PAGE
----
Thursday, 13 February 2014

Gore & A Surprise Visit

We left the Catlins headed for Gore with the intention of stopping here for two or three days so that David would be able to have a fish in the area which is known as the "Brown Trout Capital of NZ". But as we are fast finding out life on the road has many twists & turns. And no fixed itineraries. 

It was a beautiful day to travel, hot & sunny with stunning scenery. This is rural heartland New Zealand & along the way on both sides of the road & for as far as the eye could see the farming community was in a frenzy of activity as the various harvests were waiting to be or was being cut, mowed, turned & bagged.


Our next camp site is at Dolamore Park, a large scenic reserve located on the lower slopes of the Hokonui Hills just 11kms from Gore. The Park has a basic camp site, $10 pp per night with power and is set in amongst beautiful native bush with many walking tracks. There are two large expanses of grass & a substantial children's playground.

There was just us and a caravan the first night but since then there have been 12 or so other campers due to the fact that the Southern Fieldays are being held just 8kms from us in Waimumu. Camping is allowed anywhere that is not fenced but we've chosen to have power so are near the centre of the park. The lower fields are surrounded with rhododendrons & I would imagine make a magnificent display during spring. It's a wonderful place with just one negative, as you may have gathered, we don't have cellphone reception here so I have been unable to post my blogs; I have had to drive up the road just a kilometre or so and park in a farmers gateway to upload these posts- and it's pouring with rain, the windows have steamed over & I'm wondering what the passing traffic must be thinking! 


The day after we arrived the weather was overcast & threating rain so we decided that as we were now just 55kms from Invercargill we'd drive down there & visit the family! Well in fact as much as we wanted to do that too, we also had a couple of important errands to do in the city. One being that David had miraculously found his long lost "Hunting & Fishing" store gift vouchers that we thought had been packed away deep inside the storage unit back in Tauranga. They were suddenly burning a hole in his pocket and he wanted some gear before we moved onto the lakes.

Errands done we called round to the family for dinner. We also put a wash on, updates computers & filled the drinking water containers while we were there; you grab every opportunity to do chores when you're living on the road. Ollie & Ruby were very excited to see us & wanted to know where our "house" was. After dinner Rachel sent us on our way with a freshly baked loaf of bread, the heavenly aroma teased me all the way home & the two thick slices of buttered bread & raspberry jam that I ate on arrival gave me a hell all night with indigestion! But it was so worth it. Fresh bread is never the same the next day.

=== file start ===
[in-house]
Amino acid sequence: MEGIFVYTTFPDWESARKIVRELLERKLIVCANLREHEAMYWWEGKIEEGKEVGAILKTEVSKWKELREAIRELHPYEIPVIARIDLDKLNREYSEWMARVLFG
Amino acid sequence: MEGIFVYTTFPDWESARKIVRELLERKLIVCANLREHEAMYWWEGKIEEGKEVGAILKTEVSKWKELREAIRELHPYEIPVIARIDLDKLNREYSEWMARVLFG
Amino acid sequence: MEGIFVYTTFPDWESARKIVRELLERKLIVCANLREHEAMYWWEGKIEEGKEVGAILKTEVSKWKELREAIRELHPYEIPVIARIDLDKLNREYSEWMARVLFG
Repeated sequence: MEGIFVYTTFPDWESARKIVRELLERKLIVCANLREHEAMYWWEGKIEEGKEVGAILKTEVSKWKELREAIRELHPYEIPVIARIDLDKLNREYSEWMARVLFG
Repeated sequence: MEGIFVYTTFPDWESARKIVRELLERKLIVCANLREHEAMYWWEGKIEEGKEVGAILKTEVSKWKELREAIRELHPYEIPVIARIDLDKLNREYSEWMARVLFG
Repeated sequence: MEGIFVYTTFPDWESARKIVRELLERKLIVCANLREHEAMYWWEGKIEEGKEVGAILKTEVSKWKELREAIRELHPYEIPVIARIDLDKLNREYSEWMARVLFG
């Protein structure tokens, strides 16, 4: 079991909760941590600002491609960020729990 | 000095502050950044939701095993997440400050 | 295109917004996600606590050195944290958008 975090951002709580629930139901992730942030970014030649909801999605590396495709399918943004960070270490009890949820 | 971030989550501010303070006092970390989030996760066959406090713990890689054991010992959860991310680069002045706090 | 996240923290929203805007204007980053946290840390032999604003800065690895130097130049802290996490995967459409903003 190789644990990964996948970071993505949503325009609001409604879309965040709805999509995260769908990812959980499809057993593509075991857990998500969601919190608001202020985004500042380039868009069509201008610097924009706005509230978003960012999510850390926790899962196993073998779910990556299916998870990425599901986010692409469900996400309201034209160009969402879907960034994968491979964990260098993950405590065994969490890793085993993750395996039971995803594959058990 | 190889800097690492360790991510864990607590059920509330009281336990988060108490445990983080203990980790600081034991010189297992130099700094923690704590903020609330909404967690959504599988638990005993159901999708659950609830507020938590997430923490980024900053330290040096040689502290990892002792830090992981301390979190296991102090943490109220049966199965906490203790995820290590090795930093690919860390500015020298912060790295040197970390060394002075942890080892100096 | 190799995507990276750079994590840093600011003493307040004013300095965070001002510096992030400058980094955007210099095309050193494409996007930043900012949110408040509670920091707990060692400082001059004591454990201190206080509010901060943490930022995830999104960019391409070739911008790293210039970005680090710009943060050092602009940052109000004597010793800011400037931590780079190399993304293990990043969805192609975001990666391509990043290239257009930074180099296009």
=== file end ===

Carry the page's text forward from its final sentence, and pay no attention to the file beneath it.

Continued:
So that was one day that David didn't go fishing & the next day he never made it either. We decided that because they were happening just down the road we couldn't miss the opportunity of visiting the fieldays. "Fieldays!" I hear some of you say, "Fieldays!! Haven't you guys been to enough fieldays to last a lifetime?"  Well yes we have, but it's been a few years and this is a big one that's comparable to Mystery Creek & we wanted to see if anything had changed in the rural sector since our days. The Southern Fieldays are only held every two years & this was the first time it's been held over three days as opposed to the usual two.


We were both impressed with the size of the show, with a narrow frontage it stretched  back through three large paddocks and branched out into side areas. And right at the beginning of the show we came across some familiar looking products; we didn't make ourselves known, Devan Plastics is part of our past now but I know David finds it rather satisfying as we travel around the countryside to see how many tanks are actually out there. Long after David has left this world there will be a little bit of him scattered far & wide throughout NZ. 


And in fact the tanks weren't the very first things we saw that reminded us of Devan. Right outside the front gate & parked in a paddock across the road getting free advertising were some colourful Devan drums! It's a small world. Makes us feel a little strange to be seeing such familiar products. "Those were the days......" < that's me, not David, he was ready to move on to the next project. It's probably about here that I should also mention the Wireloks we came across at Jacks Bay, another David Evans legacy.


We only managed to cover about two thirds of the displays before we were getting a little weary & rain threatened (it wouldn't be a Fielday without rain, even in the summer!) so we headed for the carpark & home just as the heavens opened up. We were both of the same opinion, a Fielday is a Fielday is a Fielday. Pleased that we went & pleased when we got home. And of course I must also tell you that while at the Fieldays where we wouldn't expect to see anybody we knew,  David got a tap on the shoulder and there was his nephew James (who has the dairy farm) & two of his children. It is a small world indeed!

2 comments:

  1. Shellie I notice you are not far from Croydon. David may be interested in the aircraft museum and factory at Mandeville. You can tour the factory while they are restoring old aircraft. Something different.

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    1. Thanks for that! In fact we called in there on our way fishing one day, David had a look while I took some photos around the area. He thought it was good but I don't think anything can compare with Omaka now......though it better, we're off to Warbirds Over Wanaka during Easter (again)

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